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In the garden with Xanthe Gladstone
“I remember so vividly going out to our vegetable plot where I grew up in Scotland and eating carrots that we had just pulled out of the ground. I remember the taste so well, that sweet taste of a carrot that tastes like a completely different vegetable to the ones you buy in a supermarket ... Our vegetable garden didn’t last long because it was ravaged by deer and rabbits ... but it influenced the direction I decided to take my career.”
A few years later, Xanthe Gladstone, now 24, is back growing carrots in that same rabbit infested garden, dividing her time between Glen Dye in Kincardineshire, her family’s other home Hawarden in North Wales and London, combining growing vegetables with cooking and writing recipes. She is one of a new generation of young people recognising the ways in which the current system of industrial food production is not working, with the energy and borderline obsession to do something to change it. Just two years ago, newly graduated from Edinburgh University, Xanthe was following a much more conventional career path for a recent graduate - she was in an office job working on marketing for food and drinks companies.
Very quickly though she realised that being inside, sitting still and working at a desk were making her unhappy. She retreated home to rural Wales to rethink her career and then to Ireland to take the legendary Sustainable Food Course at Ballymaloe Cookery School. The course is taught by Darina Allen and a host of internationally acclaimed teachers - over six weeks it covers organic growing, climate change, food waste, nutrition, foraging - a modern, evidence based, food culture that harks back to traditional methods and skills. It is a course that fosters understanding of the link between the farm and the plate with an emphasis on sustainable growing and eating, a course that aims to reset the broken system of food production.
“By far the most important thing I have taken from the course is learning from the ferocious passion that the whole team of teachers bring to the school. Learning to question the system, to stick to your beliefs and to value proper quality food. We close our eyes too often to understanding the journey that food has made to get to our plates.”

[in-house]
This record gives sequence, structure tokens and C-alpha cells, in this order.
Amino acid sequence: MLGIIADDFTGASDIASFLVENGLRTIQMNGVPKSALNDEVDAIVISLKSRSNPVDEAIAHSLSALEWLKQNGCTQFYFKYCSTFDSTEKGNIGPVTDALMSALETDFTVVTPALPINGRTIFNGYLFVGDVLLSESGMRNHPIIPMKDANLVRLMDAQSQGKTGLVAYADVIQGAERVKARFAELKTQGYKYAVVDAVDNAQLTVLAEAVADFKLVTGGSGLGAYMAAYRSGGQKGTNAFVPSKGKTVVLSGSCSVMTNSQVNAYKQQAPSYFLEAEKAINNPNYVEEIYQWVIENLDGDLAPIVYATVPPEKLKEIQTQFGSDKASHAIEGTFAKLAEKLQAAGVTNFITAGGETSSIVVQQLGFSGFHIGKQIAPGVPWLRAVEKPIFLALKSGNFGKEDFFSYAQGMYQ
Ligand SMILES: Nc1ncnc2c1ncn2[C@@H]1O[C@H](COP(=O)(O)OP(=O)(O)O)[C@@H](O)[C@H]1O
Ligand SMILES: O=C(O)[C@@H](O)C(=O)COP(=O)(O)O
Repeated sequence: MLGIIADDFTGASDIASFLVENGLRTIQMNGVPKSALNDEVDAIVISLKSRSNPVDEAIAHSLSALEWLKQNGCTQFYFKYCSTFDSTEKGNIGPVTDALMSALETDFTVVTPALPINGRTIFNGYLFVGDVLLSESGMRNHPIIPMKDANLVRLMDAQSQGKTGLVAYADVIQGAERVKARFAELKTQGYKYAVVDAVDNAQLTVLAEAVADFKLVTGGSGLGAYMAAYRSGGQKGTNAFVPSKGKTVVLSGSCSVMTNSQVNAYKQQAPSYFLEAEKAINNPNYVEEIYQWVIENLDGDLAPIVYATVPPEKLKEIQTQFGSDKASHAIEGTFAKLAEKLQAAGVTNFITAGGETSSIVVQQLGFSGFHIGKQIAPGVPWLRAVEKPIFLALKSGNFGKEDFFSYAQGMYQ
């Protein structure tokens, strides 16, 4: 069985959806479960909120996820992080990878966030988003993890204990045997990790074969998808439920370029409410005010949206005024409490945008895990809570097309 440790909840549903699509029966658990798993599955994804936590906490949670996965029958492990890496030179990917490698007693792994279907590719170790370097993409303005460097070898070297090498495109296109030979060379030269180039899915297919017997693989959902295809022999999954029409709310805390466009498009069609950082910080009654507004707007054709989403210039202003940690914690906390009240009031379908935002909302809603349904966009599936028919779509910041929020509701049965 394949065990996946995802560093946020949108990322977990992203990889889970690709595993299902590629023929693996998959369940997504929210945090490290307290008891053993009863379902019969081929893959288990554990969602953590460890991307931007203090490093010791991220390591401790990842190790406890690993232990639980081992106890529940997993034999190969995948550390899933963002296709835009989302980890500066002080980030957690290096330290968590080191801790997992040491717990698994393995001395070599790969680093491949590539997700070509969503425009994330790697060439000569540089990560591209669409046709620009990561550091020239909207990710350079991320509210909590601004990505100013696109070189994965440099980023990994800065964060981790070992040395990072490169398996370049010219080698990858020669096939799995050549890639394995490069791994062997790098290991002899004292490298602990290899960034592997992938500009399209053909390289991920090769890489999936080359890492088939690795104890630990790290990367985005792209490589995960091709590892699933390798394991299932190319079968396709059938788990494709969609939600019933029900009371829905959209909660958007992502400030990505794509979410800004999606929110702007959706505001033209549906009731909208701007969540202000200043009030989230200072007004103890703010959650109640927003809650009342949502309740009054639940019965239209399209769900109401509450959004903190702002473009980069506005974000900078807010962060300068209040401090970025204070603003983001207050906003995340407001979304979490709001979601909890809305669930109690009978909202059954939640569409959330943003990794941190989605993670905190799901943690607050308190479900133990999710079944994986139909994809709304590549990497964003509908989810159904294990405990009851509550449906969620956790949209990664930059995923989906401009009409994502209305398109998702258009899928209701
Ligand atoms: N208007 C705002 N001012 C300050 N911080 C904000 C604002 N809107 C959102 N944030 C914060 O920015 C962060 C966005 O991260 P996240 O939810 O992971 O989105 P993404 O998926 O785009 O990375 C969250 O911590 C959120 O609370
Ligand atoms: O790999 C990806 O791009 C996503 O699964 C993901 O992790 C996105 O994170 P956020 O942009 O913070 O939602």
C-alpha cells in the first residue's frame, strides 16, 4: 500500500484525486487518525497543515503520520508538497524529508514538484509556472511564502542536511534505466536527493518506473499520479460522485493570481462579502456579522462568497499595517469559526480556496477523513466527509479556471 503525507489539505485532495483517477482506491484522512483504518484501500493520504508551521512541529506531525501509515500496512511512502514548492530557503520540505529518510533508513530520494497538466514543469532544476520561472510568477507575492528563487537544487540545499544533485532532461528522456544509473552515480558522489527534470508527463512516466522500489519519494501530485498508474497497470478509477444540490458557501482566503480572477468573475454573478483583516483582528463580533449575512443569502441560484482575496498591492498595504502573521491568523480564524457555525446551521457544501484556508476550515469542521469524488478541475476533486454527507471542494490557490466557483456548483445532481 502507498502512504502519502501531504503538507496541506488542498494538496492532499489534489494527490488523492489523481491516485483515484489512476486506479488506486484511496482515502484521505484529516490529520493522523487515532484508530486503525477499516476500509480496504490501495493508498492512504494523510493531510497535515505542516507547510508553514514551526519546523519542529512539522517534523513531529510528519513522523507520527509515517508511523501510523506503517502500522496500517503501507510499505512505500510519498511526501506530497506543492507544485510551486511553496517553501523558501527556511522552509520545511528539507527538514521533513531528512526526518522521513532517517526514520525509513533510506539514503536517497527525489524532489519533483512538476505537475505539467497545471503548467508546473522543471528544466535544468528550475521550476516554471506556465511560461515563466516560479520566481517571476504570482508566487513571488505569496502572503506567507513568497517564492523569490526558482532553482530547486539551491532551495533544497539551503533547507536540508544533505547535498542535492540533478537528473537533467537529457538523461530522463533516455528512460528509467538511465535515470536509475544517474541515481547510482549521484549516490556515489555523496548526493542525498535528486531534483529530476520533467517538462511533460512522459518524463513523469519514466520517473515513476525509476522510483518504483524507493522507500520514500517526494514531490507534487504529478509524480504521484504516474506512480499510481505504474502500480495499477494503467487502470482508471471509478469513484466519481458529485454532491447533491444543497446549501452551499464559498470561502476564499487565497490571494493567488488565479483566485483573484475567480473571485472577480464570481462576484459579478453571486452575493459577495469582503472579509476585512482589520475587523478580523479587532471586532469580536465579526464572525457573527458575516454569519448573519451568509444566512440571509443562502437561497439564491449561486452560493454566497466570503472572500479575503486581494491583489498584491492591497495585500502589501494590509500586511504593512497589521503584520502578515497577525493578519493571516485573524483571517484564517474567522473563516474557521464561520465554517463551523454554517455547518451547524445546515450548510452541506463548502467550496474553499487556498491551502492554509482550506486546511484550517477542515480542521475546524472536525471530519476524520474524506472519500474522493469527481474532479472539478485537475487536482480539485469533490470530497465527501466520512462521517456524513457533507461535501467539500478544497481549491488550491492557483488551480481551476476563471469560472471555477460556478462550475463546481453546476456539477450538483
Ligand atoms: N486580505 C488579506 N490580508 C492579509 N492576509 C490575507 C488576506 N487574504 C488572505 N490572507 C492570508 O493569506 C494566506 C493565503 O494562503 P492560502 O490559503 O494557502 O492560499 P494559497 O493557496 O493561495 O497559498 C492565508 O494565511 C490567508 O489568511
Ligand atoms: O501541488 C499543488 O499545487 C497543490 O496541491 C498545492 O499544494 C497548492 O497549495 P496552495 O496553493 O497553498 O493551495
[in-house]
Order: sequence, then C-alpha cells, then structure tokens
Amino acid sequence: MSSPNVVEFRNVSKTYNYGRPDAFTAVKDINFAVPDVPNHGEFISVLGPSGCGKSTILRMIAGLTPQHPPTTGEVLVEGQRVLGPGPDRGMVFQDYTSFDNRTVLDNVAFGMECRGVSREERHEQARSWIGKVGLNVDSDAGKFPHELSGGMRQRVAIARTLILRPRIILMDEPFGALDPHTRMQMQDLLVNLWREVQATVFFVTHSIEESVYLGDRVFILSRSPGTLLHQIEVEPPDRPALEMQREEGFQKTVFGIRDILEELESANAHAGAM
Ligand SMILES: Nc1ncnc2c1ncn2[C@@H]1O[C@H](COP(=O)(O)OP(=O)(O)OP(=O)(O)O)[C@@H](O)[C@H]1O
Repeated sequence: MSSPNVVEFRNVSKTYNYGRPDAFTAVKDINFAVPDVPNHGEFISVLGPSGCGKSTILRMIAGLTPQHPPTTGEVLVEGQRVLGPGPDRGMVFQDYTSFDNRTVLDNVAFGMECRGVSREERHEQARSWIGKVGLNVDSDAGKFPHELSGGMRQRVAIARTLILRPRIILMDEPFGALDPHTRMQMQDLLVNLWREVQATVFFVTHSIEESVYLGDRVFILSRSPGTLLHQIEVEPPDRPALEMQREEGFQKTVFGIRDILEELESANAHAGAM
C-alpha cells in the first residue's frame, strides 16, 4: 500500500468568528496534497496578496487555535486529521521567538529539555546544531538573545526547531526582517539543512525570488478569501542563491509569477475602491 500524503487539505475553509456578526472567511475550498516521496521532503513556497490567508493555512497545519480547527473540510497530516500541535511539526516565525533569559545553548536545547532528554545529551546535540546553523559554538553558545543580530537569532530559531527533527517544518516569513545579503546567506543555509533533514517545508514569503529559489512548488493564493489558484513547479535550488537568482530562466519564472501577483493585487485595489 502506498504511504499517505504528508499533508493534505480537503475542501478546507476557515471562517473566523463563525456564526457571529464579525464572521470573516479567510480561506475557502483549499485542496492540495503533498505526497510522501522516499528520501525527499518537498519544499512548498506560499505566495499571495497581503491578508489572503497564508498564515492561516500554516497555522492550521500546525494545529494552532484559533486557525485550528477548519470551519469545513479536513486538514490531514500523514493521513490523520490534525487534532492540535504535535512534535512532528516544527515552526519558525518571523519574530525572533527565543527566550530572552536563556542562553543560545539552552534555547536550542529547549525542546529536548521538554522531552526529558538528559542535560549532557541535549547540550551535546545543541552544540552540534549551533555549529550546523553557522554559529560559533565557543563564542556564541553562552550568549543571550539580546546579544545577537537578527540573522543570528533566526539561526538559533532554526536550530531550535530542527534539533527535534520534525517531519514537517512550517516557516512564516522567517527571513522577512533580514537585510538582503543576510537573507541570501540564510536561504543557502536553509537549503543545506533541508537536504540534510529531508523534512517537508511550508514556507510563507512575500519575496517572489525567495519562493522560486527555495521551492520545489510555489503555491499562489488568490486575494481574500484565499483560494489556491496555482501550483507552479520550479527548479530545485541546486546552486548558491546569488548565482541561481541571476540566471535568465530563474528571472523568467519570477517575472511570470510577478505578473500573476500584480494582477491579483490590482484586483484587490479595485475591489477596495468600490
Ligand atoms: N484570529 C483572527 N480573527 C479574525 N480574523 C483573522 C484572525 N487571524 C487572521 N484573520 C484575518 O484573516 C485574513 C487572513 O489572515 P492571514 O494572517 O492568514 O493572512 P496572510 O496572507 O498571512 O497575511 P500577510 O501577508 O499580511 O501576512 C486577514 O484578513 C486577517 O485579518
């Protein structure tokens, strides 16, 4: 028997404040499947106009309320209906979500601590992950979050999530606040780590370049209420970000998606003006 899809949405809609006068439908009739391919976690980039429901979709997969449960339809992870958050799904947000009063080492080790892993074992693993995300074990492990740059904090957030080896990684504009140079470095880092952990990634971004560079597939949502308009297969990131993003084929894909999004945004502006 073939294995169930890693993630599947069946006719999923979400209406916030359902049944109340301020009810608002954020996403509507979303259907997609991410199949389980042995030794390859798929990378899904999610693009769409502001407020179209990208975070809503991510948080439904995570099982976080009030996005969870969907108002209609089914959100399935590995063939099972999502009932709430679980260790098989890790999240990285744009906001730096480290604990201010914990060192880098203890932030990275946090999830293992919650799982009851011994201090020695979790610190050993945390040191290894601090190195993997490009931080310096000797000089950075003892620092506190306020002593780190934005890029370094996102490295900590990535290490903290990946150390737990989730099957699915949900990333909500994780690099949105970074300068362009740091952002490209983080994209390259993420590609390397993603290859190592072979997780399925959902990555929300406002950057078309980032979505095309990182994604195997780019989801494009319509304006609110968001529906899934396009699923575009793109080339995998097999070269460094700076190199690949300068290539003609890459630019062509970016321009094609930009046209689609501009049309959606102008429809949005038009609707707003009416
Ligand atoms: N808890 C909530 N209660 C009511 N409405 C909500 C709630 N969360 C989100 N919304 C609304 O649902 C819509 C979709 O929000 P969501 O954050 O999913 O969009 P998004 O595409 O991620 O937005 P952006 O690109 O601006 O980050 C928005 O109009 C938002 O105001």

Back in the gardens, Xanthe is deep in mud, creating lasagne raised beds and planning her crops, seeing what will grow in enough quantities to sustain a business. In Wales she has a beautiful, if previously underused, Victorian walled garden to play with, but in Kincardineshire her plot is on top of an unsheltered hill.
“I have chosen to grow similar vegetables in both places, so seeing how the different climates affect how they grow and how they taste is going to be a fascinating experiment.”
The food itself is destined for the various Gladstone family businesses - the holiday cottages at Glen Dye, Hawarden Farm Shop and The Good Life Experience festival in Flintshire - as well as for Xanthe’s own restaurant project, a pop-up supper club in London called Knuckle which she runs with her boyfriend Hugo Ross.
At present they get their produce from the organic vegetable sellers Abel and Cole and the aim is to gradually supplement that with home grown - knowing the exact provenance from seed to plate, closing the gap between grower and eater.
Xanthe is a great fan of the American chef Dan Barber, writer of the book The Third Plate, who has campaigned for ‘Farm to Table’ style restaurants to evolve much further.
Rather than cherry picking the most conventionally highly prized ingredients, he encourages chefs to look at the food that is being underused or wasted along the way. The more unfashionable cuts of meat, the less glamorous vegetables, the parts that would be thrown out. For me this holistic view of ingredients is something that is much more likely to happen when there is a true connection between the growing and the cooking. It is obviously something we get on an individual level when we grow things to cook, but it has been missing from a lot of restaurant food, even the restaurants which put great emphasis on provenance. The browsing of a farmers market selection or the visiting of a farm is good sourcing, but it is not the same as actually growing things and knowing them.
Personally I think all chefs should have a stint tending growing things as part of their training. I believe it transforms a relationship to food – it fosters a generosity with ingredients, a lavishness with herbs and greens, but also a care and respect. The knowledge of how frost and rain and soil affect flavour, when to harvest for specific subtle changes of tastes – these things can’t be learned from bought ingredients, only from grown.
Xanthe is spreading these passions through community projects too - from being a gardening ambassador in primary schools to organising a farmers market for local producers within the walled garden at Hawarden.
There are bees and chickens and a great love of making things from scratch, digging around for the ways things have been done for generations and re-interpreting them for contemporary tastes. Xanthe has a wonderfully evocative Instagram feed, full of vegetarian recipes with vegan versions - and she has given us her recipe for Radish and Carrot Kimchi.
Photo Kinvara Gladstone